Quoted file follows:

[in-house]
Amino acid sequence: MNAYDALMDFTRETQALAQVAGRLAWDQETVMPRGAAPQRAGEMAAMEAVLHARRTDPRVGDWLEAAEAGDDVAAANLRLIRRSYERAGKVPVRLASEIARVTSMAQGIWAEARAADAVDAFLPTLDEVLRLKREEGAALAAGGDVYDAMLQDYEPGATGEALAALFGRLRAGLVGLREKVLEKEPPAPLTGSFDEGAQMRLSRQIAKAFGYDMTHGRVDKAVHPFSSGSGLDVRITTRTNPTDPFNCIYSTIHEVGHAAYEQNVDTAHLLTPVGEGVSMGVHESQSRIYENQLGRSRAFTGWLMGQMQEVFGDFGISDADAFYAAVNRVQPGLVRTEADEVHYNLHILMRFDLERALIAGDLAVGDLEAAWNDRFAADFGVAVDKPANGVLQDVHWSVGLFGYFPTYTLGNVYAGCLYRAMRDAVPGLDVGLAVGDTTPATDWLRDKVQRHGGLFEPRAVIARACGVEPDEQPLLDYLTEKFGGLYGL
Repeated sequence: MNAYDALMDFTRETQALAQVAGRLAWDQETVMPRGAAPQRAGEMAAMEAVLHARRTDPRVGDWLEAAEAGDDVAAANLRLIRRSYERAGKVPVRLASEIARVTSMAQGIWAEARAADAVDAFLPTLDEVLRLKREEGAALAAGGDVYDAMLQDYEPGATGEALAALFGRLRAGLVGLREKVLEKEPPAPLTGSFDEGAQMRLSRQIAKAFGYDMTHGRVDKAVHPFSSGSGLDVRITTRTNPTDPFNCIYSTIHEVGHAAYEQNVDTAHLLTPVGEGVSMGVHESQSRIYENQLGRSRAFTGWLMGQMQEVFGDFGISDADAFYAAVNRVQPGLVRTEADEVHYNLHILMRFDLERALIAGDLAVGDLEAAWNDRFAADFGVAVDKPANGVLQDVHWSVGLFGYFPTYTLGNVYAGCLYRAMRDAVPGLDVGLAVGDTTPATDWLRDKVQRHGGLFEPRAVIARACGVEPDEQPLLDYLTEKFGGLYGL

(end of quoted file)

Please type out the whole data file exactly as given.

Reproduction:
[in-house]
Amino acid sequence: MNAYDALMDFTRETQALAQVAGRLAWDQETVMPRGAAPQRAGEMAAMEAVLHARRTDPRVGDWLEAAEAGDDVAAANLRLIRRSYERAGKVPVRLASEIARVTSMAQGIWAEARAADAVDAFLPTLDEVLRLKREEGAALAAGGDVYDAMLQDYEPGATGEALAALFGRLRAGLVGLREKVLEKEPPAPLTGSFDEGAQMRLSRQIAKAFGYDMTHGRVDKAVHPFSSGSGLDVRITTRTNPTDPFNCIYSTIHEVGHAAYEQNVDTAHLLTPVGEGVSMGVHESQSRIYENQLGRSRAFTGWLMGQMQEVFGDFGISDADAFYAAVNRVQPGLVRTEADEVHYNLHILMRFDLERALIAGDLAVGDLEAAWNDRFAADFGVAVDKPANGVLQDVHWSVGLFGYFPTYTLGNVYAGCLYRAMRDAVPGLDVGLAVGDTTPATDWLRDKVQRHGGLFEPRAVIARACGVEPDEQPLLDYLTEKFGGLYGL
Repeated sequence: MNAYDALMDFTRETQALAQVAGRLAWDQETVMPRGAAPQRAGEMAAMEAVLHARRTDPRVGDWLEAAEAGDDVAAANLRLIRRSYERAGKVPVRLASEIARVTSMAQGIWAEARAADAVDAFLPTLDEVLRLKREEGAALAAGGDVYDAMLQDYEPGATGEALAALFGRLRAGLVGLREKVLEKEPPAPLTGSFDEGAQMRLSRQIAKAFGYDMTHGRVDKAVHPFSSGSGLDVRITTRTNPTDPFNCIYSTIHEVGHAAYEQNVDTAHLLTPVGEGVSMGVHESQSRIYENQLGRSRAFTGWLMGQMQEVFGDFGISDADAFYAAVNRVQPGLVRTEADEVHYNLHILMRFDLERALIAGDLAVGDLEAAWNDRFAADFGVAVDKPANGVLQDVHWSVGLFGYFPTYTLGNVYAGCLYRAMRDAVPGLDVGLAVGDTTPATDWLRDKVQRHGGLFEPRAVIARACGVEPDEQPLLDYLTEKFGGLYGL